The first 312T was completed in the autumn of 1974, and unveiled to the press in Modena after the end of the 1974 season. However, the team used the old 312B3 at the first two races of the 1975 season, and it was not until the South African Grand Prix the 312T received its race debut. The car's performance at its debut race was disappointing, with Clay Regazzoni's car being set up incorrectly, and Niki Lauda's suffering from a lack of power. A subsequent test of Lauda's engine proved that there was a technical problem.
The 312T was tested alongside the 312B3 at Fiorano, proving conclusively that the newer car was faster, and indeed it went on to win its next race, the non-championship International Trophy race, with Lauda at the wheel. In the world championship, after the slow start to the season in which Brabham, Tyrrell and McLaren put up strong competition, Lauda won 4 out of 5 races mid season before snatching the title at Monza by finishing third, whilst Clay Regazzoni's win in that race secured Ferrari its first constructors' championship since 1964. Lauda went on to win the US Grand Prix at season's end, confirming Ferrari's superiority in 1975.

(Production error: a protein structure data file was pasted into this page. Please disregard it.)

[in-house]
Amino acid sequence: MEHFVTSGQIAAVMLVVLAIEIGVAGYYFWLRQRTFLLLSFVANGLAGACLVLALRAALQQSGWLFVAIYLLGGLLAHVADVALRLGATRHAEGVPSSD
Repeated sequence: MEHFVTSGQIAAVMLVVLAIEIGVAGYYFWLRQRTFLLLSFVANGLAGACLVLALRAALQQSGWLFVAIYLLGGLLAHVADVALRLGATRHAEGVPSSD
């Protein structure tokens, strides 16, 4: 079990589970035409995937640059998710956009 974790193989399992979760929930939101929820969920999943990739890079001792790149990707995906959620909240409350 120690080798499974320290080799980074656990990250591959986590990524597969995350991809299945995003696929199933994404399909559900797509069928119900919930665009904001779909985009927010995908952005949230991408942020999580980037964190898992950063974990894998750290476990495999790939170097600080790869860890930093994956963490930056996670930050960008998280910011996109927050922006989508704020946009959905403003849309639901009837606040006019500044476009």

The Formula 1 technical regulations were changed for the 1976 season – from the Spanish Grand Prix in May, the tall air boxes which had become popular would be banned. The rules therefore allowed Ferrari to continue to use the 312T for the opening 3 races of the 1976 season (Lauda won the first two and Regazzoni the third), before the introduction of its successor, a revised version called the 312T2.
The 312T2 was launched at Fiorano and featured a number of modifications over the 312T. In order to comply with the revised aerodynamic rules, the car no longer featured an airbox behind the cockpit. Instead "NACA shaped" air intakes were incorporated into the cockpit sides, feeding air into each cylinder bank of the flat 12 engine. At 2560mm, the wheelbase was 42mm longer than that of the 312T. At the time of launch, the car also featured some notable mechanical modifications, including a de Dion rear suspension arrangement, although this was abandoned after extensive testing, in favour of a more conventional suspension set up.